Welcome to the ‘About that bus…?’ weekly newsletter – giving you the inside track on how the fallout from Brexit is affecting the NHS at national and local level, edited by James Illman Contact me in confidence.

Some of the NHS’ most troubled health economies could face unprecedented port-related transport chaos under a no-deal Brexit. And it was revealed last week ministers may have downplayed the potential disruption expected beyond the south east coast. James Illman examines some of the potential problem areas.

What do the health economies of Kent, Lincolnshire, Liverpool, Southampton, and Suffolk all have in common? They all host one of the UK’s top 10 busiest freight ports, based on either number of cargo vessels or tonnage in 2018 (see list below).

The government’s Operation Yellowhammer report on the possible impact of a no-deal Brexit published earlier this month set out official concerns about the prospect of transport disruption in areas impacted by the Channel crossings.

A report last week has, however, revealed the controversial dossier may have downplayed the potential disruption expected at ports beyond those closest to France – an issue which could have dire consequences for some of the NHS’ already struggling health economies.

Department for Transport documents obtained by the Financial Times set out concerns additional customs checks would likely create significant extra queues around ports across the UK because significant numbers of trucks exporting goods to the EU could be prevented from crossing the border.

“Yellowhammer didn’t give us the full picture… one could say it was seriously misleading,” a source told the paper.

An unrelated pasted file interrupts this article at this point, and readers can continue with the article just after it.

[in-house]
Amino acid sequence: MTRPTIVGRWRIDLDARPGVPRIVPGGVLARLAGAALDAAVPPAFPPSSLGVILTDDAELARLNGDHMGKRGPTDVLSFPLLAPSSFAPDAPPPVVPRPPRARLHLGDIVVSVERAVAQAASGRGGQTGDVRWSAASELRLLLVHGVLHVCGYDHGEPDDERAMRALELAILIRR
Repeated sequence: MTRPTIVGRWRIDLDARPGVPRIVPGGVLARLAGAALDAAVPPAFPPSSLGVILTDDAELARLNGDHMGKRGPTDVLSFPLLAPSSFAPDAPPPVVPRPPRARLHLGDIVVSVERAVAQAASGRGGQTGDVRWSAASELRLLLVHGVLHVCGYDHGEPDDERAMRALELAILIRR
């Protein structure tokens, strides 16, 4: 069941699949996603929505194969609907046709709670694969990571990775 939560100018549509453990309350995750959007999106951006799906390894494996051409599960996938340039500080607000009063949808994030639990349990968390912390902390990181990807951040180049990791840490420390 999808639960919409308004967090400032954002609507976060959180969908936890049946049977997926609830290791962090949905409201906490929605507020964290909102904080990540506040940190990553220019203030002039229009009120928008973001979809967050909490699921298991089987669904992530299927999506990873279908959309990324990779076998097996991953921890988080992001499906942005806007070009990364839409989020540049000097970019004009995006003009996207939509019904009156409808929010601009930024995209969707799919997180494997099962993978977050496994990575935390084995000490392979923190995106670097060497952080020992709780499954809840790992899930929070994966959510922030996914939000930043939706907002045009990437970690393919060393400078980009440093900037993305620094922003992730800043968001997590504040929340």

HSJ also revealed late last week that South East Ambulance Service Foundation Trust has warned it will need “mutual aid” from other NHS providers and move to the highest emergency response category, REAP level 4, if there is a no-deal Brexit on 31 October. 

The move is yet another indication of the high level of anxiety amongst senior local leaders, as ministers continue to peddle the increasingly unconvincing mantra that as long as everyone does what they’re supposed to do, the NHS will be alright.

The ambulance trust covers the already struggling Kent health economy, home to Dover, the UK’s busiest freight port in terms of how many “roll-on roll-off” ferries (where cargo is driven on and off in lorries rather than lifted by cranes) it receives.

The high volume of traffic from the so-called “ro-ro” ferries can unsurprisingly have a significant impact on local road networks. The county also has major ports at Folkestone and Ramsgate.

This has been a significant concern for national leaders focusing on ensuring the supply of medical goods through the ports does not grind to a halt. But there are also huge concerns about how ambulances, patients and staff will be able to get to hospitals and other NHS and social care destinations if the county’s poor road infrastructure becomes jammed up.

As HSJ exclusively revealed earlier this month local Kent leaders said they were “preparing for Armageddon”, block-booking hotel rooms for staff and planning with police to get workers and patients through “gridlocked roads”.

And NHS system leaders’ concerns about the impact of port-related traffic congestion on hospitals, health and care services go far beyond Kent, or even the south east.